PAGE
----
Friday, February 23, 2007

A liberals take on "breaking the American will"

A long standing argument used by proponents of the war in Iraq uses the logic that to pull out is to send the signal that the American will to fight was broken. The administration touts the stated goal of Al Qaeda to break our will in Iraq, and claims that to pull out before "victory" is achieved is to validate the terrorists strategy.

In using this logic, the White House asks Americans to think of the great wars this nation has seen in our history. However, there is a major difference between the historical times that Americans have toiled through war without breaking, and the Iraq war. That major difference is the justness of the cause.

Is there anyone who would argue that Americans ought to support the continuation of an unjust war. If there is, then I have no reason to argue with them, because their position is so far gone that there is no reasoning with them. If we can agree that a war started on mistaken logic ought to be brought to conclusion as soon as possible, and that we who think that way are in fact patriots, it is easy to see why a withdrawal from Iraq is not actually breaking the American will at all. Remember, this is still (nominally at least) a Republic. It makes perfect sense that for this nation to embark on a great struggle, that our cause ought to be manifestly just, lest the public rightly demand that the unjust struggle cease, and seemingly hand our enemies a victory by default.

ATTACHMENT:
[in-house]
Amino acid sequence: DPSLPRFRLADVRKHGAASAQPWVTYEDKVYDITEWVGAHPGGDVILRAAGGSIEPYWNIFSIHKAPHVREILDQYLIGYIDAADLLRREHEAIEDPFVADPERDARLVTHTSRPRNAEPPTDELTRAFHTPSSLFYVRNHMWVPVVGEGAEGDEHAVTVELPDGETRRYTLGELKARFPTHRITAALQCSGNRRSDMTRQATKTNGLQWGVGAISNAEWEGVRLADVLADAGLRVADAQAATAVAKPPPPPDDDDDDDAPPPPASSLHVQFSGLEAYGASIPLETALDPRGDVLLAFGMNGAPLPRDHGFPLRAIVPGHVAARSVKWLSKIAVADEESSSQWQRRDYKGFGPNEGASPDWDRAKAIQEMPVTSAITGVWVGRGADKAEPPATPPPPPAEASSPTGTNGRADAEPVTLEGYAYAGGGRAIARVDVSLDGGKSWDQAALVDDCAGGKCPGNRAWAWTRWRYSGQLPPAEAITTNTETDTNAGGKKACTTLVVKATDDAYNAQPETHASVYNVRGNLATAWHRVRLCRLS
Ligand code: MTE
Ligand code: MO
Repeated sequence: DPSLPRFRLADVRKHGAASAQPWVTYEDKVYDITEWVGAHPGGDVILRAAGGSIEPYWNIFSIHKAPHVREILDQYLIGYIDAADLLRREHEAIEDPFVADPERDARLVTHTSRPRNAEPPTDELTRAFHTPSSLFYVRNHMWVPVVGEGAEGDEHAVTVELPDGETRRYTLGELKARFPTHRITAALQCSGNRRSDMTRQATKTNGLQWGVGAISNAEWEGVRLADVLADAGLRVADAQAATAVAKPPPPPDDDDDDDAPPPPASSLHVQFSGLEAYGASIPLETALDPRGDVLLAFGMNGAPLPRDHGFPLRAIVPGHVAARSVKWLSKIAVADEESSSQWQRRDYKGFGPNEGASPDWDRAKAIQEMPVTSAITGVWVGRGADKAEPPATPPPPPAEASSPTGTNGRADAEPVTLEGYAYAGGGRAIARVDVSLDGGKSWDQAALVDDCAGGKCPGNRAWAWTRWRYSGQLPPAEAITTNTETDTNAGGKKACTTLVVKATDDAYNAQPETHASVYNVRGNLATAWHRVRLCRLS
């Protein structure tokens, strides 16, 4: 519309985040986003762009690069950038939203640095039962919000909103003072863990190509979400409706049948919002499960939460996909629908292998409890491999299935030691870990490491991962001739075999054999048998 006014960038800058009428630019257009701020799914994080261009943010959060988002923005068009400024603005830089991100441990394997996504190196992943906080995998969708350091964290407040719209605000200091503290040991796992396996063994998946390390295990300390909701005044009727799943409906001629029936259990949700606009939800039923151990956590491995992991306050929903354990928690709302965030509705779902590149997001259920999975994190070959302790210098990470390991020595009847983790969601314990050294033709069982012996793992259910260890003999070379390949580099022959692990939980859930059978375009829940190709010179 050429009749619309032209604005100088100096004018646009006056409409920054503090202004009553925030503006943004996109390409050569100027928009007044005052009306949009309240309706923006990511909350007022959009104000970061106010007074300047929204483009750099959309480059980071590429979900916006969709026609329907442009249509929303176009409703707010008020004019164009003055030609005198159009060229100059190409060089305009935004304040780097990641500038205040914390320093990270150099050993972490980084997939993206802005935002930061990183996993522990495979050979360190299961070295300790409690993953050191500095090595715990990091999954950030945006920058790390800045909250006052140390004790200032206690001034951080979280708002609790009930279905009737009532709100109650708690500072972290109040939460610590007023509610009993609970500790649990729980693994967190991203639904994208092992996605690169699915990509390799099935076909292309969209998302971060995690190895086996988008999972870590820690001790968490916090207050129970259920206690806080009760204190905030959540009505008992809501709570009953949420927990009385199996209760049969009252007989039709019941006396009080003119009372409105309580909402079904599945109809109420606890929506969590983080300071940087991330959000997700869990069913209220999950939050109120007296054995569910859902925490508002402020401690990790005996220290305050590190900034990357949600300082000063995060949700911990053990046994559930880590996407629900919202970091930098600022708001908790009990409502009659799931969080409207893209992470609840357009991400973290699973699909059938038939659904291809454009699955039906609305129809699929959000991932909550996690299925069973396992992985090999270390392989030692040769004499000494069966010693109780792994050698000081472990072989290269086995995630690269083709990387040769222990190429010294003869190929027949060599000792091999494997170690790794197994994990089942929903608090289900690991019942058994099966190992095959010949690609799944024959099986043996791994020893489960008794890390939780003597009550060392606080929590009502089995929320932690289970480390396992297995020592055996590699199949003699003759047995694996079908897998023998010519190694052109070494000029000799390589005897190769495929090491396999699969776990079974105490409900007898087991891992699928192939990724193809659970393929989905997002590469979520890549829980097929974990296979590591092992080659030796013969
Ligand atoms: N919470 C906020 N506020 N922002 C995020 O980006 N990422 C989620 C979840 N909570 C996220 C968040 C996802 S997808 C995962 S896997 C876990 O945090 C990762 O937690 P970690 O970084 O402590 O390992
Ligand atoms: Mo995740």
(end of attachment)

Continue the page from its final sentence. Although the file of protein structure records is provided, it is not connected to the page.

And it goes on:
So when the White House compares Iraq to the American Civil war, World War Two, or the Revolutionary War, they would do well to remember the reasons this nation entered and endured those calamitous wars.

Our nation came into existence with the ruinous war of Independence, and the justifications for that war can be found in the document that founded this nation. Compare the Declaration of Independence against the rhetoric that led this nation to war in Iraq, and you will note a marked difference: We hold these truths to be self evident, that all men are created equal. Those words changed the world. The logic of the declaration in detailing the various reasons for separation of the colonies from England and tyranny is expressed in terms that can not be argued.

Against those causes for Americans to endure a ghastly war, consider Colin Powells speech before the U.N.
Numerous human sources tell us that the Iraqis are moving, not just documents and hard drives, but weapons of mass destruction to keep them from being found by inspectors.


We also have satellite photos that indicate that banned materials have recently been moved from a number of Iraqi weapons of mass destruction facilities.
The list of fabrications used to justify the invasion of Iraq went on and on. This speech, this ultimate case for war in Iraq is a very sad case when compared to the cause for the Revolutionary war.

Now as I ramble on here, remember that it is the White House asking us to make these comparisons. I am merely doing their bidding, but the logic they try to use is destroyed by their own comparisons.

Next let us consider World War II. The cause of that war was the Japanese surprise attack on Pearl Harbor. The case was made by Franklin D. Roosevelt and these are his famous words:
Mr. Vice President, Mr. Speaker, members of the Senate and the House of Representatives: yesterday, December 7th, 1941 - a date which will live in infamy - the United States of America was suddenly and deliberately attacked by naval and air forces of the Empire of Japan.
There is no ambiguity. The reason we entered WWII are not in doubt. No one has ever, or ever will question Americas justness in that war. Consider that call to war against President Bush's speech in Cincinnati on Oct. 7, 2002: